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Open Access Publications from the University of California

Wakes in Inertial Fusion Plasmas

  • Author(s): Ellis, Ian Norman
  • Advisor(s): Mori, Warren B
  • et al.

Plasma wave wakes, which are the collective oscillatory response near the plasma frequency to the propagation of particles or electromagnetic waves through a plasma, play a critical role in many plasma processes. New results from backwards stimulated Raman scattering (BSRS), in which wakes with phase velocities much less than the speed of light are induced by the beating of counter-propagating light waves, and from electron beam stopping, in which the wakes are produced by the motion of relativistically propagating electrons through the dense plasma, are discussed. Both processes play important roles in Inertial Confinement Fusion (ICF). In BSRS, laser light is scattered backwards out of the plasma, decreasing the energy available to compress the ICF capsule and affecting the symmetry of where the laser energy hits the hohlraum wall in indirect drive ICF. The plasma wave wake can also generate superthermal electrons that can preheat the core and/or the ablator. Electron beam stopping plays a critical role in the Fast Ignition (FI) ICF concept, in which a beam of relativistic electrons is used to heat the target core to ignition temperatures after the compression stage. The beam stopping power determines the effectiveness of the heating process. This dissertation covers new discoveries on the importance of plasma wave wakes in both BSRS and electron beam stopping.

In the SRS studies, 1D particle-in-cell (PIC) simulations using OSIRIS are performed, which model a short-duration (~500/&omega0 FWHM) counter-propagating scattered light seed pulse in the presence of a constant pump laser with an intensity far below the absolute instability threshold for plasma waves undergoing Landau damping. The seed undergoes linear convective Raman amplification and dominates over the amplification of fluctuations due to particle discreteness. The simulation results are in good agreement with results from a coupled-mode solver when special relativity and the effects of finite size PIC simulation particles are accounted for. Linear gain spectra including both effects are discussed. Extending the PIC simulations past when the seed exits the simulation domain reveals bursts of large-amplitude scattering in many cases, which do not occur in simulations without the seed pulse. These bursts can have amplitudes several times greater than the amplified seed pulse, and an examination of the orbits of particles trapped in the wake illustrates that the bursts are caused by a reduction of Landau damping due to particle trapping. This large-amplitude scattering is caused by the seed inducing a wake earlier in the simulation, thus modifying the distribution function. Performing simulations with longer duration seeds leads to parts of the seeds reaching amplitudes several times more than the steady-state linear theory results, similarly caused by a reduction of Landau damping. Simulations with continuous seeds demonstrate that the onset of inflation depends on the seed wavelength and incident intensity, and oscillations in the reflectivity are observed at a frequency equal to the difference between the seed frequency and the frequency at which the inflationary SRS grows.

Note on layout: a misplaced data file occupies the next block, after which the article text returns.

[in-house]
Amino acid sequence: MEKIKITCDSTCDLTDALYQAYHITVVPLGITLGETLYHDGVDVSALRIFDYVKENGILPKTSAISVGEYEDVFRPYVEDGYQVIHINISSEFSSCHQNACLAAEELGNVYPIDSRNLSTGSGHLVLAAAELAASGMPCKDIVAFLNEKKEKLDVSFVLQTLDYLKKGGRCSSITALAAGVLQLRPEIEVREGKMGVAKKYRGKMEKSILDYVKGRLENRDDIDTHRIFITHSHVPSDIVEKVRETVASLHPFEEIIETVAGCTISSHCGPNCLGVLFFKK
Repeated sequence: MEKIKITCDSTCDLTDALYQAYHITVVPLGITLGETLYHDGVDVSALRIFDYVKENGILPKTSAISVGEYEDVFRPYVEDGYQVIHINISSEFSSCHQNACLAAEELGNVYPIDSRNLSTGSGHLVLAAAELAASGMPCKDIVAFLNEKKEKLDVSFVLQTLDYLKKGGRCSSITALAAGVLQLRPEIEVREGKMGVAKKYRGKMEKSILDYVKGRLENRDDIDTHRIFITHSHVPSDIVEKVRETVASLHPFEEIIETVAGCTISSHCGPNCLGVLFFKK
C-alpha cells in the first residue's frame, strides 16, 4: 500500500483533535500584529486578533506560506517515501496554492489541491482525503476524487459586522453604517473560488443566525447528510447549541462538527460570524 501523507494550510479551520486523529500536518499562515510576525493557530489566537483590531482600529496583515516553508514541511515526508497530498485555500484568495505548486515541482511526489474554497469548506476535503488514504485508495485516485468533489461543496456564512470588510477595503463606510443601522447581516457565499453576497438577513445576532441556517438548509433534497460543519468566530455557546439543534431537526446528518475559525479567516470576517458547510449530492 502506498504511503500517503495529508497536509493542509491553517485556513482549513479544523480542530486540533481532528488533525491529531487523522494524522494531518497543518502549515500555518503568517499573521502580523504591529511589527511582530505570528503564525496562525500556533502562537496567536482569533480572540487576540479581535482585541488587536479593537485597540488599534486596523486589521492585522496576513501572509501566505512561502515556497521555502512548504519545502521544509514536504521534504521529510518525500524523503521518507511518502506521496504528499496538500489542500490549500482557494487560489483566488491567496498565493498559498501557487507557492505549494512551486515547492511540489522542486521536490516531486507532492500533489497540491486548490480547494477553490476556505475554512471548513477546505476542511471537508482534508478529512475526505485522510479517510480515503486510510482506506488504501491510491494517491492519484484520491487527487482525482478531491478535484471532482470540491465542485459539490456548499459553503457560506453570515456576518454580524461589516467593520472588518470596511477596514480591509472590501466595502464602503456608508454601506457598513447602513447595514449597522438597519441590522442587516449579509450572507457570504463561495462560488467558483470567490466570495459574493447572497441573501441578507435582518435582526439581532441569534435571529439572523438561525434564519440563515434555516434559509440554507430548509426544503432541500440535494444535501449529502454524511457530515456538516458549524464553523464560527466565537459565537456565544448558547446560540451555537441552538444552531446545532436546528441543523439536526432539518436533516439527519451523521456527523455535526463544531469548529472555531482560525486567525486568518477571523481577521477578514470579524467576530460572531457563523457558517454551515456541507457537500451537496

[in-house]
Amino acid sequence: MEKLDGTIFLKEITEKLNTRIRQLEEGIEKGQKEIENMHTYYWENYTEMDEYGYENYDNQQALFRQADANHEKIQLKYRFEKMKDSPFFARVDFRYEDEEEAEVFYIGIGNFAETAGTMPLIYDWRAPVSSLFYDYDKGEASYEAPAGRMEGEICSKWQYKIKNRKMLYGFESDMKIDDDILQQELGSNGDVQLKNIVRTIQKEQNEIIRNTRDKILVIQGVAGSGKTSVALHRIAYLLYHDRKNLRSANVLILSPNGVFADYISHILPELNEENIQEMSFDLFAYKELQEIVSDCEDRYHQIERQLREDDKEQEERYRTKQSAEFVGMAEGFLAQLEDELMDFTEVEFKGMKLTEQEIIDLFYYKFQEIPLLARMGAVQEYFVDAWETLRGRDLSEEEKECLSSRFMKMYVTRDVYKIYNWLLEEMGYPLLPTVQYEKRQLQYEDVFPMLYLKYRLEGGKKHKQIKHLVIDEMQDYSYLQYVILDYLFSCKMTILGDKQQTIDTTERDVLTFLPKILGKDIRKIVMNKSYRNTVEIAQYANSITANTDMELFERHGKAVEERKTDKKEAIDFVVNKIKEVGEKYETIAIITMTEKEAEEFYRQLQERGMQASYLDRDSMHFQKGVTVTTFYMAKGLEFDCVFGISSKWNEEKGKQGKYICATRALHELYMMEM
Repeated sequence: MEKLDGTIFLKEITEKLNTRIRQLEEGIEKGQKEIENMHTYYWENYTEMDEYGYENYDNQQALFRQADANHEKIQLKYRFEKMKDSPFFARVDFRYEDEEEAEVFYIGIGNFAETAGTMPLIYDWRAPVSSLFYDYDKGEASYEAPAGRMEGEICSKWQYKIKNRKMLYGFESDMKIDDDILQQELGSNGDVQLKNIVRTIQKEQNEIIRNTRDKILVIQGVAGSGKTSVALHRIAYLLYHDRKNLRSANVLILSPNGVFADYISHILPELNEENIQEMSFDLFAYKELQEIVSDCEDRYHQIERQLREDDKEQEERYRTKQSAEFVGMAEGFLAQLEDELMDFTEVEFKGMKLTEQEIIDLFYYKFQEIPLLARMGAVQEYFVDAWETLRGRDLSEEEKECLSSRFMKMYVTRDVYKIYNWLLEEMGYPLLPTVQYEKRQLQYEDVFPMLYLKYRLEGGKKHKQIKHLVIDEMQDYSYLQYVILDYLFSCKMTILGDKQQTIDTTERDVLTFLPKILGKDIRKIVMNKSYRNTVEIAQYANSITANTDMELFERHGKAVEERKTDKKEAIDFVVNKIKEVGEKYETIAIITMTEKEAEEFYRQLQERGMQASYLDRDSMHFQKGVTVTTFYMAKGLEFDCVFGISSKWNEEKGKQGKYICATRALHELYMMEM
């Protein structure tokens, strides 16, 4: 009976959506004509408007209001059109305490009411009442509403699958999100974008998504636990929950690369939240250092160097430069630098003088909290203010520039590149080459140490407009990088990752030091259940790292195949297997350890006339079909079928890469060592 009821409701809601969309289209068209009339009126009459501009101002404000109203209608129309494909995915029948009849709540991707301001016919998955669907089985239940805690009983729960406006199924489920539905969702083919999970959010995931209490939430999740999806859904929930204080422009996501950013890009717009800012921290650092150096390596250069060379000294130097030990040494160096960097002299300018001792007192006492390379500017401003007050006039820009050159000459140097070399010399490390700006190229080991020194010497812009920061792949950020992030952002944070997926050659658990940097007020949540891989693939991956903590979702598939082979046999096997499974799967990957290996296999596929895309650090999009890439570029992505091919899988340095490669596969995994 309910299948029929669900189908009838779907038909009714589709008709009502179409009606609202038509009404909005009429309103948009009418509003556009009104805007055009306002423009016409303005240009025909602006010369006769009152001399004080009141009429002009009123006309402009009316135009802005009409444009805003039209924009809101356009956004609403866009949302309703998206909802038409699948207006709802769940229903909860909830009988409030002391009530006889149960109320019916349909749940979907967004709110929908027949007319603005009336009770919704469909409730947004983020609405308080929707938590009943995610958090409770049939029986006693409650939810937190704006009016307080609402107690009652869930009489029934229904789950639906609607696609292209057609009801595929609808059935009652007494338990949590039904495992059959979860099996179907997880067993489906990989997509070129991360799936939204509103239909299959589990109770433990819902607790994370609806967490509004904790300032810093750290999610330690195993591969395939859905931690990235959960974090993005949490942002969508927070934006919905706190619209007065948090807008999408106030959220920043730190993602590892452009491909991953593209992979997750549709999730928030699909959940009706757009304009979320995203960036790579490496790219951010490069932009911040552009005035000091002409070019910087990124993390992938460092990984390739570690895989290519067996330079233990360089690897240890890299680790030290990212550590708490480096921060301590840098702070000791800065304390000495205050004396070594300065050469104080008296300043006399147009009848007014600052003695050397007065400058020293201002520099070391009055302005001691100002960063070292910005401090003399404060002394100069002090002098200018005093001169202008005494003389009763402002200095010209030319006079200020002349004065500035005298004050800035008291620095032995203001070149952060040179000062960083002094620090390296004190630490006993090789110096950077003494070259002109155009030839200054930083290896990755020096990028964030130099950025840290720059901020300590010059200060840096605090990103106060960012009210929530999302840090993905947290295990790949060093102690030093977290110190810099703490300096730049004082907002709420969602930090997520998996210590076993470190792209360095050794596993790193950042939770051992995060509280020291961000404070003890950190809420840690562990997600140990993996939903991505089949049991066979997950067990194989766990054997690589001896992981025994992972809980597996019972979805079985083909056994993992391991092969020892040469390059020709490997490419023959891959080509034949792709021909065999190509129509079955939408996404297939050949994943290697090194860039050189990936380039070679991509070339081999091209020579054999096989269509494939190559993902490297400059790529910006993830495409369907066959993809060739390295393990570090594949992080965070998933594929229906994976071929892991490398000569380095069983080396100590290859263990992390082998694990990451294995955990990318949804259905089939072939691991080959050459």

In the electron beam stopping studies, 3D PIC simulations are performed of relativistic electrons with a momentum of 10mec propagating in a cold FI core plasma. Some of the simulations use one simulation particle per real particle, and particle sizes much smaller than the interparitcle spacing. The wake made by a single electron is compared against that calculated using cold fluid theory assuming the phase velocity of the wake is near the speed of light. The results agree for the first wavelength of the wake. However, the shape of the wake changes for succeeding wavelengths and depends on the background plasma temperature, with the concavity pointing in the direction the electron is moving in cold plasmas and in the opposite direction as the plasma temperature increases. In the warm plasma the curvature is described by electrostatic Vlasov theory (for vparticle >> vth) and is due to the diffraction of the wave, while for cold plasmas the curvature is due to nonlinear radial oscillations of background electrons. Beams with multiple electrons exhibit correlation effects caused by electrons interacting through their wakes. Non-divergent beams are simulated, and a significant time-dependent increase in the stopping power is observed when the average electron spacing is 2c/&omegape or less. This increase is caused by beam-plasma-like instabilities including self-focusing and/or filamentation and the beam-plasma-like instability. The stopping power growth rate and peak value depend on the beam size and density. For long beams with dimensions of 10c/&omegape × 10c/&omegape × 80c/&omegape and an inter-particle separation of 0.25c/&omegape (nb/n0 ≈ 4× 10-3), the peak stopping power averaged over the electrons is (1 ± 3) × 103 times that of an uncorrelated electron. These results indicate that an enhanced energy-independent or weakly dependent correlated stopping may occur for Fast Ignition scenarios, even for interparticle spacings when discreteness effects are important. The dependence of correlation effects on beam electron separation in terms of c/&omegape also indicates that Fast Ignition may be possible with core densities below those designed using single-electron stopping powers. Target optimization to exploit correlated stopping in the target core may be possible once the effects of angular spread and energy spread are understood. Furthermore, this work begins to allow a connection from the discrete wakes effect to collective instabilities as the interparticle spacing is decreased relative to the size of the wake due to the use of denser beams, lower plasma densities, and the filamentation/self-focusing of the beam.